Tongai Chitsamatanga turned down working as a well-paid doctor in the UK to take a position healing sick and underprivileged children in Zimbabwe; he calls it “practical Christianity.” According to Christianity Today, the doctor feels his calling from God is to care for and bring aid to people who have little to no means of receiving adequate medical attention. Through the Christian nonprofit, CURE International, which provides “a global network of eight children’s hospitals providing world class surgical care and intentional spiritual care to children living with treatable disabilities,” Dr. Chitsamtanga has been performing miracles for children and their families.
Dr. Chitsamatanga’s work began fifteen years ago when he was assigned to work at the Mutambara Mission Hospital in the remote mountains of Zimbabwe. In 2006, he arrived at a mission hospital run by the United Methodist Church that had not had a doctor in it for four years. Though the hospital had medication that could help suffering patients, many of them could not reach the hospital. Dr. Chitsamatanga would travel with his team to outer regions bringing medical care and medications to those who were struggling. He recalls one experience in which he came across a woman being pushed up a dirt road in a wheelbarrow trying to make it to the hospital that was about an hour away, and he delivered her treatment right there.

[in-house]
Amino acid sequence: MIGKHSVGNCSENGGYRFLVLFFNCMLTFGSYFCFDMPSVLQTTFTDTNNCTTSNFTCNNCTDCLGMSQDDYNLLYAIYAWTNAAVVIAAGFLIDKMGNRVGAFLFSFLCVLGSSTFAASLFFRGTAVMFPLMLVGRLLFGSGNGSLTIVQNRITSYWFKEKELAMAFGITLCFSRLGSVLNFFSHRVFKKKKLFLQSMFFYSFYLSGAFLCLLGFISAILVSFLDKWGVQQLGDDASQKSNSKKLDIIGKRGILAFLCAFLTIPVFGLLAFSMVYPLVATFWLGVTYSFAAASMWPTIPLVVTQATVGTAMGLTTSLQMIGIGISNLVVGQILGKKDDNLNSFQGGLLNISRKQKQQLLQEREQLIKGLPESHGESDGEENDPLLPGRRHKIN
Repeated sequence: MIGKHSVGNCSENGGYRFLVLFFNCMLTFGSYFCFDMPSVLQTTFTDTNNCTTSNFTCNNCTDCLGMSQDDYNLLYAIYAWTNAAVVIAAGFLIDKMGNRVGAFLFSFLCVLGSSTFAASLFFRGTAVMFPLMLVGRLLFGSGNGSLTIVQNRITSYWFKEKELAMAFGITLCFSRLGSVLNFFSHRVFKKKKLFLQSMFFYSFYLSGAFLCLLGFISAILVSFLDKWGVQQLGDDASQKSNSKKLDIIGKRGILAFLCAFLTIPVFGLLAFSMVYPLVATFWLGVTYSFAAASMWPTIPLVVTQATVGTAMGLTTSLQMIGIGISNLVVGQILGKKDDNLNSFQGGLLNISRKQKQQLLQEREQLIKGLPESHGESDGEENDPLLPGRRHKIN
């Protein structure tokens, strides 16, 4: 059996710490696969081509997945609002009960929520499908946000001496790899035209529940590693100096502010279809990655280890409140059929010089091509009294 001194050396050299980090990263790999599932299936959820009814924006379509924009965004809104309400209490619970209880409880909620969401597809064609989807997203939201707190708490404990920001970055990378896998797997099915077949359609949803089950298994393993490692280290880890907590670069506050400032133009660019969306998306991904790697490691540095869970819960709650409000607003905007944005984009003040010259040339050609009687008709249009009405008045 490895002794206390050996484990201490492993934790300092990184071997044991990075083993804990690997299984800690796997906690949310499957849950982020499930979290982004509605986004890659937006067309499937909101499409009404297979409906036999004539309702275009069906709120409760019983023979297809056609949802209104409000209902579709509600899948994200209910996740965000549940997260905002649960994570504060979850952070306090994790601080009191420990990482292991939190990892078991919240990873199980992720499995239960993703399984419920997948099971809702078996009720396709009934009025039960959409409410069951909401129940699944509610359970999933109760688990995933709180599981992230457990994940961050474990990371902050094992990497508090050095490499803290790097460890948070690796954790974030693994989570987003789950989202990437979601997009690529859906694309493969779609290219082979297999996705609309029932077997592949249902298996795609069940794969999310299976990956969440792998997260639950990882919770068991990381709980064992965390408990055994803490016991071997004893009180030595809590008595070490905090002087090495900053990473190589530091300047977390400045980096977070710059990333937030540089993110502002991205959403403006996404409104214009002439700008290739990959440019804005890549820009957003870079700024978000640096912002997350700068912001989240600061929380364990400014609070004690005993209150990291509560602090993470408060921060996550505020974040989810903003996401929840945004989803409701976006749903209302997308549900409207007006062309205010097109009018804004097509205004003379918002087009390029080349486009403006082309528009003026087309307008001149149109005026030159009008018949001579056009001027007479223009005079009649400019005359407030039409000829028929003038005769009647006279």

CURE Zimbabwe was founded in April 2021 and is not just the first, but is the only hospital in a country of over 14 million people providing orthopedic care for children with disabilities including clubfoot, bowed legs, and knock knees. The hospital has thirteen beds, three operating theaters, an outpatient clinic, and just two pediatric orthopedic surgeons including Dr. Chitsamatanga and Dr. Rick Gardner. As a branch of CURE International, a Christian nonprofit based in Michigan that launched the hospital working with the government to treat children for free who are under the age of eighteen, they help patients regardless of their economic status and financial means. CURE Zimbabwe’s Executive Director Jonathan Simpson shared that their “organization is here because of Jesus’ calling to ‘heal the sick and proclaim the kingdom of God,’” adding that he knows the children there are safe and hopes they feel God’s love.
In embracing his position, Dr. Chitsamatanga knew the challenges were not limited. The children being treated at the hospital have medical conditions that have worsened over time with neglect and living in poverty. Qualified doctors and medical teams have fled the country due to poor pay and working conditions. Christianity Today reports, “more than 2,200, including doctors, nurses and pharmacists, left government service last year, according to the government’s Health Services Board. The figure is more than double that of 2020, and nearly triple that of 2019.”
Some may wonder why Dr. Chitsamatanga made the decision to stay in Zimbabwe when finances in the UK were more appealing; he says the decision was not a financial one, but one of faith. Dr. Chitsamatanga made the decision after much prayer which led him to follow the direction he felt God was pointing him in, and accepted his calling. Dr. Chitsamatanga’s commitment to helping the people and children of Zimbabwe is bringing tremendous blessings to families who can now find the hope, faith, and joy that will change their lives forever.